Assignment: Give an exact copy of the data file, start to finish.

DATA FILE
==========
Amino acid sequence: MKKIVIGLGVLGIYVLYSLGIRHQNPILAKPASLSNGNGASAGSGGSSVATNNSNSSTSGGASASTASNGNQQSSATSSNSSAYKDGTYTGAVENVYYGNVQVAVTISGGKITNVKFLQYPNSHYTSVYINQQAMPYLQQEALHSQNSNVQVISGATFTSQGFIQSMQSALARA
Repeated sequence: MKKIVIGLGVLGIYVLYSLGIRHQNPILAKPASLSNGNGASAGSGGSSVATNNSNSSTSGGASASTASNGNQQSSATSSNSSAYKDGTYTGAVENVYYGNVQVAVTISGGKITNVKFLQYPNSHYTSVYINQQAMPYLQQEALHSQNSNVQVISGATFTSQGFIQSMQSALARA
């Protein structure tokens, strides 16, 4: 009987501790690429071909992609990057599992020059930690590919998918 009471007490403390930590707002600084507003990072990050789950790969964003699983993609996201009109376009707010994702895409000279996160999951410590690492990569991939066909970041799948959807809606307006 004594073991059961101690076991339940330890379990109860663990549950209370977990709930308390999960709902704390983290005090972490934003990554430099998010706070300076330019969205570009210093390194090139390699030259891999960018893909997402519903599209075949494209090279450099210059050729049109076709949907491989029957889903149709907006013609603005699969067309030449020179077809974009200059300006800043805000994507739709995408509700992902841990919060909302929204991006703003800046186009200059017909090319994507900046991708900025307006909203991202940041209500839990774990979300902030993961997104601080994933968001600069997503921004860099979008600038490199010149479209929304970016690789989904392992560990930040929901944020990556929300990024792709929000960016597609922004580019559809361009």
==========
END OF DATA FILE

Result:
Amino acid sequence: MKKIVIGLGVLGIYVLYSLGIRHQNPILAKPASLSNGNGASAGSGGSSVATNNSNSSTSGGASASTASNGNQQSSATSSNSSAYKDGTYTGAVENVYYGNVQVAVTISGGKITNVKFLQYPNSHYTSVYINQQAMPYLQQEALHSQNSNVQVISGATFTSQGFIQSMQSALARA
Repeated sequence: MKKIVIGLGVLGIYVLYSLGIRHQNPILAKPASLSNGNGASAGSGGSSVATNNSNSSTSGGASASTASNGNQQSSATSSNSSAYKDGTYTGAVENVYYGNVQVAVTISGGKITNVKFLQYPNSHYTSVYINQQAMPYLQQEALHSQNSNVQVISGATFTSQGFIQSMQSALARA
């Protein structure tokens, strides 16, 4: 009987501790690429071909992609990057599992020059930690590919998918 009471007490403390930590707002600084507003990072990050789950790969964003699983993609996201009109376009707010994702895409000279996160999951410590690492990569991939066909970041799948959807809606307006 004594073991059961101690076991339940330890379990109860663990549950209370977990709930308390999960709902704390983290005090972490934003990554430099998010706070300076330019969205570009210093390194090139390699030259891999960018893909997402519903599209075949494209090279450099210059050729049109076709949907491989029957889903149709907006013609603005699969067309030449020179077809974009200059300006800043805000994507739709995408509700992902841990919060909302929204991006703003800046186009200059017909090319994507900046991708900025307006909203991202940041209500839990774990979300902030993961997104601080994933968001600069997503921004860099979008600038490199010149479209929304970016690789989904392992560990930040929901944020990556929300990024792709929000960016597609922004580019559809361009």